To register, log on to www.cao.ie and click on Apply, it will ask you first to input your personal and contact details along with the category of applicant you are. Once you create a password and submit payment you receive you CAO number which means you are registered. It is advisable to go through the Demo Version of the CAO form first which is available on their website in the ‘Student Resources’ section.

Applicants who register before January 20 at 5pm will be charged the discounted application fee of €30, which increases to €45 up to February 1. Once you have registered you have until February 1st to add and change your courses, free of charge. On May 5, the Change of Mind facility will open and you will have the change to change your courses, with certain restrictions, up to July 1 at 5pm.

Course choices

You have the option of filling in 20 courses in total – 10 choices on level 8 (Honours Bachelor Degrees) and 10 on level 7/6 (Ordinary Bachelor Degrees / Higher Certificates) and it is advisable to fill as many as you can to give yourself the best chance of being offered a place on a course you like.

It is essential though that you research carefully all the courses you are going to include. Often students are careful about their first couple of choices but don’t research the courses that are further down the list well enough. Don’t make this mistake. Every course you put down should be one that you are genuinely interested in and willing to do so consider all options carefully. The majority of level 7/6 courses have progression routes onto level 8.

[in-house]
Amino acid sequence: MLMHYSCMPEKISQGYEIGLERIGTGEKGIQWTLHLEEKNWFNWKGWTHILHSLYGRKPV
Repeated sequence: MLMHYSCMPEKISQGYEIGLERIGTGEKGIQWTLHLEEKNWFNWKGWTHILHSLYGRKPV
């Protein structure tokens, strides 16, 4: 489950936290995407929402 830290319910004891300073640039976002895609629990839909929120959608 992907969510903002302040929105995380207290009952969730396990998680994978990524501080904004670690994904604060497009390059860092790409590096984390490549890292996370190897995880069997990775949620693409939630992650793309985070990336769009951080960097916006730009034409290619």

Order of Preference

This is the golden rule of the CAO and a very common mistake made by students every year. Always put down your courses in order of preference, not in the order of the points from the previous year. Points for courses change each year and you will not know the points for 2022 until the day that the Round 1 offers are issued by CAO, which is usually a couple of days after the Leaving Cert results come out. Also you don’t know what points you are going to get until those results come out and it will be too late to make changes to your CAO application at that stage.

Restrictions for the February 1 deadline

While you will get the opportunity to change your course choices later in the year, there are certain restrictions to take note of regarding the February 1st deadline. If you are applying for ‘restricted courses’ they must be added in by February 1as they require some other form of assessment apart from Leaving Cert points such as an aptitude test or a portfolio.

Such assessments are usually carried out between February & April. Students who are applying for Medicine must apply to do the HPAT by January 21 on https://hpat-ireland.acer.org/.

Any students applying for the HEAR (Higher Education Access Route) or DARE (Disability Access Route to Education) schemes must have applied to CAO by February 1.

You then have until March the 1st to complete those applications and up to March 15 to have supporting documentation sent to CAO (see www.accesscollege.ie). In the case of mature applicants, most HEIs (Higher Education Institutions) require applications to be in by the February 1 deadline.

Niamh Dwyer is a Guidance Counsellor in Scoil Phobail Sliabh Luachra, Rathmore, and Chairperson of the Kerry Branch of Guidance Counsellors. She is also a Career Consultant – For details see www.mycareerplan.ie or email info@mycareerplan.ie